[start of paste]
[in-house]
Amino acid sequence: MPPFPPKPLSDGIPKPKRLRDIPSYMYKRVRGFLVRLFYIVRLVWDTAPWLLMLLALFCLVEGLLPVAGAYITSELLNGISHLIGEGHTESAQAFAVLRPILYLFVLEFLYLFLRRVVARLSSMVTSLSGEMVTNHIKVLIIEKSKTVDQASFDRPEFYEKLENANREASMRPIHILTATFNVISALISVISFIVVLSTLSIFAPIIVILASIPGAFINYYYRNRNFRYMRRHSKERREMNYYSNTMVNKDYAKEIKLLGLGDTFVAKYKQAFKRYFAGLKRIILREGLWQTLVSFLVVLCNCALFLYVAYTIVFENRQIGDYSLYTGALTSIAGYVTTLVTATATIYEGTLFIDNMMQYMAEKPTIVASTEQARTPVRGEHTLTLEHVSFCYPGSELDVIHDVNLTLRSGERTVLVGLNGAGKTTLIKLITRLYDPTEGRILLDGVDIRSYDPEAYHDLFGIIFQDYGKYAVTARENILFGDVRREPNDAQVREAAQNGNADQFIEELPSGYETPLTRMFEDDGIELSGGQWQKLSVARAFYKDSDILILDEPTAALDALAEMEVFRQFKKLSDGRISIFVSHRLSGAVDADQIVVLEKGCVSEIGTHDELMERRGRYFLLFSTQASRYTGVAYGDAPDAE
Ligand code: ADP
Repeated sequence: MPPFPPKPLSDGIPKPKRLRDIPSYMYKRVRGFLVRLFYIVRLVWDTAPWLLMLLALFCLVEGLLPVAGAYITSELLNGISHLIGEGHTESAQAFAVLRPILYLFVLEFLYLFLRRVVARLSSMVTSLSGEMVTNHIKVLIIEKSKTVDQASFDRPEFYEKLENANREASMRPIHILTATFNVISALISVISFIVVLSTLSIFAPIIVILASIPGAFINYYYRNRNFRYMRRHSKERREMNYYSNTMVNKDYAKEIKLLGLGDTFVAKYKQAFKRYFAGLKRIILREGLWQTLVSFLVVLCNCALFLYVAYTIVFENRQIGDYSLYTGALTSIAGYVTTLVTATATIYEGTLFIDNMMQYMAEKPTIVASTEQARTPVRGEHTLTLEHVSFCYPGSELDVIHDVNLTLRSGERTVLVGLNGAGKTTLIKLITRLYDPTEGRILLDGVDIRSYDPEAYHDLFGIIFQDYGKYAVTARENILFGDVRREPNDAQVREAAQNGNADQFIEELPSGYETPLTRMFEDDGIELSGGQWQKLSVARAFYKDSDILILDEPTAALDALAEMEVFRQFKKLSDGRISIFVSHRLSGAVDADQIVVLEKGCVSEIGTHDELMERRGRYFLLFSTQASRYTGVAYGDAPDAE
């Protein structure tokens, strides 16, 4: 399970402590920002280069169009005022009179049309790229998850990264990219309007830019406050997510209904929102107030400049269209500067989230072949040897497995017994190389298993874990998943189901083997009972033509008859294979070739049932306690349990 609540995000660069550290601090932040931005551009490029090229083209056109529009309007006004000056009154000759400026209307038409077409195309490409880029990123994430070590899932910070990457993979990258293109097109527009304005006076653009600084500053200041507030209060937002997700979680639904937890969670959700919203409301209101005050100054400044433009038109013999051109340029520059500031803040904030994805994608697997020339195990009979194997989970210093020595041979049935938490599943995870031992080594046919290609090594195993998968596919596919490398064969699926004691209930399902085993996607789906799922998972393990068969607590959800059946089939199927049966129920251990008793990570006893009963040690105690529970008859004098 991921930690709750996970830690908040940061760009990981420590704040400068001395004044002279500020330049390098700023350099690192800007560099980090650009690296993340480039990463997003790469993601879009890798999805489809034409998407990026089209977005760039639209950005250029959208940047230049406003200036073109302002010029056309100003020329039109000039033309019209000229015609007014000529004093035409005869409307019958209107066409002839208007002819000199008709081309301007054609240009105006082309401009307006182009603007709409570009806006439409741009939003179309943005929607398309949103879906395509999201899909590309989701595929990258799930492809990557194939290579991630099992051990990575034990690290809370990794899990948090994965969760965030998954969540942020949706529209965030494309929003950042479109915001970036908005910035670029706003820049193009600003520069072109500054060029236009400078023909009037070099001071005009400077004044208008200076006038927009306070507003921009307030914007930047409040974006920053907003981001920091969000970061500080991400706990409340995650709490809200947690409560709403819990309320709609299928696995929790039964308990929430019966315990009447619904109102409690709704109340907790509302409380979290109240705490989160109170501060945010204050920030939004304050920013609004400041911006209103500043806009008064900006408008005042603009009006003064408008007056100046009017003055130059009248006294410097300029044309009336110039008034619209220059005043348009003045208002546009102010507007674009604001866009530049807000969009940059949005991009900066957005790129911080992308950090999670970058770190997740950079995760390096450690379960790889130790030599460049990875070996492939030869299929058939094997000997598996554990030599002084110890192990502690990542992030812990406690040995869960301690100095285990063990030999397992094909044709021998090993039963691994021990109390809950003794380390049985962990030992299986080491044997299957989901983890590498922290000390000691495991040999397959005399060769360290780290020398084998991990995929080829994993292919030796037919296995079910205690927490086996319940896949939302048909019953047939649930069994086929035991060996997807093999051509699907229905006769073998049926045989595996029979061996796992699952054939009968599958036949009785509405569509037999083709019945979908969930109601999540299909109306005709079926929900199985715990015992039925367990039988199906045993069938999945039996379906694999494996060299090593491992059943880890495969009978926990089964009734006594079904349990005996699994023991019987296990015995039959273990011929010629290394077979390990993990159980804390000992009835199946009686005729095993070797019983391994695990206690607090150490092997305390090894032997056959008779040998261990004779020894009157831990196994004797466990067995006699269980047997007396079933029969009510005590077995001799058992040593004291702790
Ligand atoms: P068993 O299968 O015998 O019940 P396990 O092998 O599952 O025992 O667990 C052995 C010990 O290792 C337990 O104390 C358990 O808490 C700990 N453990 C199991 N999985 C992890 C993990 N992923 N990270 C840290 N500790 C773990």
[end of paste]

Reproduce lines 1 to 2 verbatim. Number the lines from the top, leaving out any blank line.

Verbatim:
[in-house]
Amino acid sequence: MPPFPPKPLSDGIPKPKRLRDIPSYMYKRVRGFLVRLFYIVRLVWDTAPWLLMLLALFCLVEGLLPVAGAYITSELLNGISHLIGEGHTESAQAFAVLRPILYLFVLEFLYLFLRRVVARLSSMVTSLSGEMVTNHIKVLIIEKSKTVDQASFDRPEFYEKLENANREASMRPIHILTATFNVISALISVISFIVVLSTLSIFAPIIVILASIPGAFINYYYRNRNFRYMRRHSKERREMNYYSNTMVNKDYAKEIKLLGLGDTFVAKYKQAFKRYFAGLKRIILREGLWQTLVSFLVVLCNCALFLYVAYTIVFENRQIGDYSLYTGALTSIAGYVTTLVTATATIYEGTLFIDNMMQYMAEKPTIVASTEQARTPVRGEHTLTLEHVSFCYPGSELDVIHDVNLTLRSGERTVLVGLNGAGKTTLIKLITRLYDPTEGRILLDGVDIRSYDPEAYHDLFGIIFQDYGKYAVTARENILFGDVRREPNDAQVREAAQNGNADQFIEELPSGYETPLTRMFEDDGIELSGGQWQKLSVARAFYKDSDILILDEPTAALDALAEMEVFRQFKKLSDGRISIFVSHRLSGAVDADQIVVLEKGCVSEIGTHDELMERRGRYFLLFSTQASRYTGVAYGDAPDAE